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Investors should buy the ringgit against the Singapore dollar because higher commodity prices will spur Malaysia’s economic recovery over the next six months, according to Australia & New Zealand Banking Group Ltd.

The ringgit may advance 2 per cent to 2.40 per Singapore dollar by the end of the first quarter of 2010 as increases in the prices of crude oil, palm oil and rubber will help Malaysia’s economy expand at a faster pace than its southern neighbour, strategist Yeo Han Sia said in a research note today.

“We expect the base effect in commodity prices to narrow the export gap in Malaysia’s favour, having knock-on effects for portfolio flows and the currency cross rate,” wrote Yeo, who is based in Singapore.

The ringgit was 0.2 per cent higher at 2.449 per Singapore dollar as of 2:57 pm local time, according to data compiled by Bloomberg. It reached an 11-year low of 2.471 this month and Yeo predicts the exchange rate will return to a trading range of 2.20 to 2.40 by the end of March.

Exports of raw materials accounted for about two-thirds of Malaysia’s current-account surplus and almost half of the increase in its current-account-to-GDP ratio between 2001 and 2008, ANZ said in the report, citing International Monetary Fund statistics. Electronics and chemical products dominate Singapore’s non-oil exports, the bank said.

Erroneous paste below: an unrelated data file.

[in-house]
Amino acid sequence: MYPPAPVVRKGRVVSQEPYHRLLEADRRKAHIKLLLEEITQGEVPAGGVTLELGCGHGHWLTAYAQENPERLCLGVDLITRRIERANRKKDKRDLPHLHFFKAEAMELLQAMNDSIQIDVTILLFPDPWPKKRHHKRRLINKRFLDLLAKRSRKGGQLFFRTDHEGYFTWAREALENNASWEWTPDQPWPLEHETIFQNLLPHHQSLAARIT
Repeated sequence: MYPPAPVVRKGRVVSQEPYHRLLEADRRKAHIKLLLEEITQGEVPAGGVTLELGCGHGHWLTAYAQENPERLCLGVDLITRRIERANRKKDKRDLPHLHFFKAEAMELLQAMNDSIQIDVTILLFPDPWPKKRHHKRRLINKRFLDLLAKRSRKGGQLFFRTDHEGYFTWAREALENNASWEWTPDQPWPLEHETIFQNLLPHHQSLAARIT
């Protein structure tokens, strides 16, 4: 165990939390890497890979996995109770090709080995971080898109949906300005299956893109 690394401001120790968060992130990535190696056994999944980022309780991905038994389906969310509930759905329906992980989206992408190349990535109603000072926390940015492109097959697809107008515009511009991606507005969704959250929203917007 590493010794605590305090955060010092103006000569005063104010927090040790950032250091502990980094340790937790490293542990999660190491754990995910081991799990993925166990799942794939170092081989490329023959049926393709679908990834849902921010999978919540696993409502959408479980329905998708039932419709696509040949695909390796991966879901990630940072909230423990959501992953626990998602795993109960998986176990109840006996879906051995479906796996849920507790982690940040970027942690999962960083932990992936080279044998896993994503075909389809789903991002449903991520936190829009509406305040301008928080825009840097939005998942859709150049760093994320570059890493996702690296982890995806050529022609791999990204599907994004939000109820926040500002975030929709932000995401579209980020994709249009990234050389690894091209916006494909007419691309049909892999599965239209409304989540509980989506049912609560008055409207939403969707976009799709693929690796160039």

Palm oil recently fetched RM2,136 per ton, compared with an average of RM1,609 in the fourth quarter of 2008. Crude oil for November delivery traded at US$66.47 a barrel, versus US$59.72 in the final three months of 2008, according to data compiled by Bloomberg. They accounted for 11.4 per cent of Malaysia’s exports in the first seven months of this year, according to the trade ministry.

Commodity Prices

In the absence of a meaningful pickup in demand, prices for Malaysia’s key commodity exports will show a 50 per cent to 100 pe rcent increase on a year-on-year basis in the coming quarter, Yeo said.

ANZ recommended selling the Singapore dollar against the ringgit using non-deliverable forwards to profit from the projected move in the exchange rate. The ringgit has the potential to climb to 2.37 per Singapore dollar, while the trade should be abandoned if the currency drops to 2.47, it advised.

Yeo said the ringgit’s 2.5 per cent slide against the Singapore dollar this year is due to market forces rather than any deliberate attempts by the Malaysian authorities to weaken its currency. Changes in the nation’s foreign-exchange reserves and forward positions suggest Bank Negara Malaysia has been buying the ringgit over the past four quarters, the strategist said. — Bloomberg

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